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Alcohol - Tips on cutting down
By NHS Choices   View more articles by this author
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October 1

If you regularly drink more than the recommended limits, try these simple tips to help you cut down.

Make a plan

Before you start drinking, set a limit on how much you’re going to drink.

Set a budget

Only take a fixed amount of money to spend on alcohol.

Let them know

If you let your friends and family know you’re cutting down and that it’s important to you, you could get support from them.

Take it a day at a time

Cut back a little each day. That way, every day you do is a success.

Make it a smaller one

You can still enjoy a drink but go for smaller sizes. Try bottled beer instead of pints, or a small glass of wine instead of a large one.

Have a lower-strength drink

Cut down the alcohol by swapping strong beers or wines for ones with a lower strength (ABV in %). You'll find this information on the bottle.

Stay hydrated

Drink a pint of water before you start drinking, and don't use alcohol to quench your thirst. Have a soft drink instead.

Take a break

Have the odd day each week when you don’t have an alcoholic drink.

The NHS recommends:


Men should not regularly drink more than 3 to 4 units of alcohol a day.

Women should not regularly drink more than 2 to 3 units of alcohol a day.

If you've had a heavy drinking session, avoid alcohol for 48 hours.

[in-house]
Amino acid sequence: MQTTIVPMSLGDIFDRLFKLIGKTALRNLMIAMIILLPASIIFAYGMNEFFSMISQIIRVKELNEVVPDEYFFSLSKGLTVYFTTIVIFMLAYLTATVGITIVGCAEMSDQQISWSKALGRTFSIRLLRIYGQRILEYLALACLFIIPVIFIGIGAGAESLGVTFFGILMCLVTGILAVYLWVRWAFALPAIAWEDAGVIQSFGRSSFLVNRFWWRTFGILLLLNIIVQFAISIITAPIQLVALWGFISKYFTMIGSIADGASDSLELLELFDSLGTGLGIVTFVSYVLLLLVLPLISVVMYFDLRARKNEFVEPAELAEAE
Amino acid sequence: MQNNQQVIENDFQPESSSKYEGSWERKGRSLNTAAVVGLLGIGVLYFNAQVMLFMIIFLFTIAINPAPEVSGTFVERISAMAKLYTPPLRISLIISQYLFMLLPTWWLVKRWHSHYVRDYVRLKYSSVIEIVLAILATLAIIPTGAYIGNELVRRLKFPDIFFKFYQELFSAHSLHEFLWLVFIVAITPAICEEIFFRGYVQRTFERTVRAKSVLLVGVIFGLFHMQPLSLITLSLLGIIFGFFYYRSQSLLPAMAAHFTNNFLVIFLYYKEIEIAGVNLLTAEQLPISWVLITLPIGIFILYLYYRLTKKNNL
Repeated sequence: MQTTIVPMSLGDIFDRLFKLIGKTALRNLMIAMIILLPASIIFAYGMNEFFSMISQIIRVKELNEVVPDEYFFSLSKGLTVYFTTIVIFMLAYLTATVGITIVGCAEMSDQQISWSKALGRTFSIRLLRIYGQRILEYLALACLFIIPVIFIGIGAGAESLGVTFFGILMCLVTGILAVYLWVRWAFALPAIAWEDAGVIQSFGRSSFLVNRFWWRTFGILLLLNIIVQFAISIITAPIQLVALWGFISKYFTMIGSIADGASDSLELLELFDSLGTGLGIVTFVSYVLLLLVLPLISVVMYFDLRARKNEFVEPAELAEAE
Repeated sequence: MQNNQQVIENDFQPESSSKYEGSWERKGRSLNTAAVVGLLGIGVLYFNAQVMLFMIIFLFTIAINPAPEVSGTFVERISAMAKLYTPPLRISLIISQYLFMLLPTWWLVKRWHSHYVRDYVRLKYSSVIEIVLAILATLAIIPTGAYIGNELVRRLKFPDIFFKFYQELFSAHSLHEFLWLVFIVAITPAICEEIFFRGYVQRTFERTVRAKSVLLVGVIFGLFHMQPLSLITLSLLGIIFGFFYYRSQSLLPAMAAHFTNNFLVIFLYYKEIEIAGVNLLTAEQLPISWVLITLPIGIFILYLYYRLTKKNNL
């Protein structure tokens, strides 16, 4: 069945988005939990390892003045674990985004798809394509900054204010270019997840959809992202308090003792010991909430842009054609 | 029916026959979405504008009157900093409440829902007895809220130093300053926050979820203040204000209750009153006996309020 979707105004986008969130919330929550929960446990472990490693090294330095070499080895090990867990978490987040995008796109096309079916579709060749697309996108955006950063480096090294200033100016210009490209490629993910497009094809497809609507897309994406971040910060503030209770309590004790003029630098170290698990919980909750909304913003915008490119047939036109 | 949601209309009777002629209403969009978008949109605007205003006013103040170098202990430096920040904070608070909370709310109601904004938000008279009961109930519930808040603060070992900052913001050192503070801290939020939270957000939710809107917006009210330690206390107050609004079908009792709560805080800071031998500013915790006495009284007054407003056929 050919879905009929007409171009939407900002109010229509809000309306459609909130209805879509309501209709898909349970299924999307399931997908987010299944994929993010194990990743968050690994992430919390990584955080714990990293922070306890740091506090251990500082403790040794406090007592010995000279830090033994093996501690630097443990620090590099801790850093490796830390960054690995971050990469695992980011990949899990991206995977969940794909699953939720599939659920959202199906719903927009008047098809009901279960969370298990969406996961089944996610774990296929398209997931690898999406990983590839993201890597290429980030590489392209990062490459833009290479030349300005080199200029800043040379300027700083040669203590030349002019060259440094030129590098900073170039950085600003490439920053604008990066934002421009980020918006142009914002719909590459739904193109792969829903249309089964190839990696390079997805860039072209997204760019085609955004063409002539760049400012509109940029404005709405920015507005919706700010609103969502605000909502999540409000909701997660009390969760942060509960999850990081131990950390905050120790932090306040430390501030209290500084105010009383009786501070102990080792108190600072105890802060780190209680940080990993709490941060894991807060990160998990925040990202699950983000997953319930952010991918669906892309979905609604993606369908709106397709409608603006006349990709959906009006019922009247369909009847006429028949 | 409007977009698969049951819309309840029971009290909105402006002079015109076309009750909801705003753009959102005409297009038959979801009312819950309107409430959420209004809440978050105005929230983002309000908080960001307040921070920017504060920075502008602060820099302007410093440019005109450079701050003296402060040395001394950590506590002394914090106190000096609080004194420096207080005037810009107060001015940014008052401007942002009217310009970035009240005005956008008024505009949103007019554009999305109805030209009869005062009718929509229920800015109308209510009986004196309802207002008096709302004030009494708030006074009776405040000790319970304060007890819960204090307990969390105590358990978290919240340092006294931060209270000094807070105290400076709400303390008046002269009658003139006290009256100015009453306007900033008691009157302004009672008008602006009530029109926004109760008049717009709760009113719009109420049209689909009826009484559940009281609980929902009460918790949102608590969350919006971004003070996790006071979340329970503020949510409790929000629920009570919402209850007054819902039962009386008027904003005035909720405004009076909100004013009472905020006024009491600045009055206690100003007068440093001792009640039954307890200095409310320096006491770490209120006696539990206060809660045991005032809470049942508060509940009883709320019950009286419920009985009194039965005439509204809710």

'Regularly' means drinking these amounts every day or most days of the week.

Benefits of cutting down

The immediate effects of cutting down include:

feeling better in the mornings

being less tired during the day

your skin may start to look better

you’ll start to feel fitter

you may stop gaining weight

Long-term benefits include:


There’s a strong link between heavy drinking and depression, and hangovers often make you feel anxious and low. If you already feel anxious or sad, drinking can make this worse, so cutting down may put you in a better mood generally.


Drinking can affect your sleep. Although it can help some people fall asleep quickly, it can disrupt your sleep patterns and stop you from sleeping deeply. So cutting down on alcohol should help you feel more rested when you wake up.


Drinking can affect your judgment and behaviour. You may behave irrationally or aggressively when you’re drunk. Memory loss can be a problem during drinking and in the long-term for regular heavy drinkers.


Long-term heavy drinking can lead to your heart becoming enlarged. This is a serious condition that can’t be completely reversed, but stopping drinking can stop it getting worse.

Immune system

Regular drinking can affect your immune system. Heavy drinkers tend to catch more infectious diseases.

This article first appeared on the NHS Choices website.

Using these tips will be a big help you if you decide to take on the moderate my alcohol consumption commitment contract.

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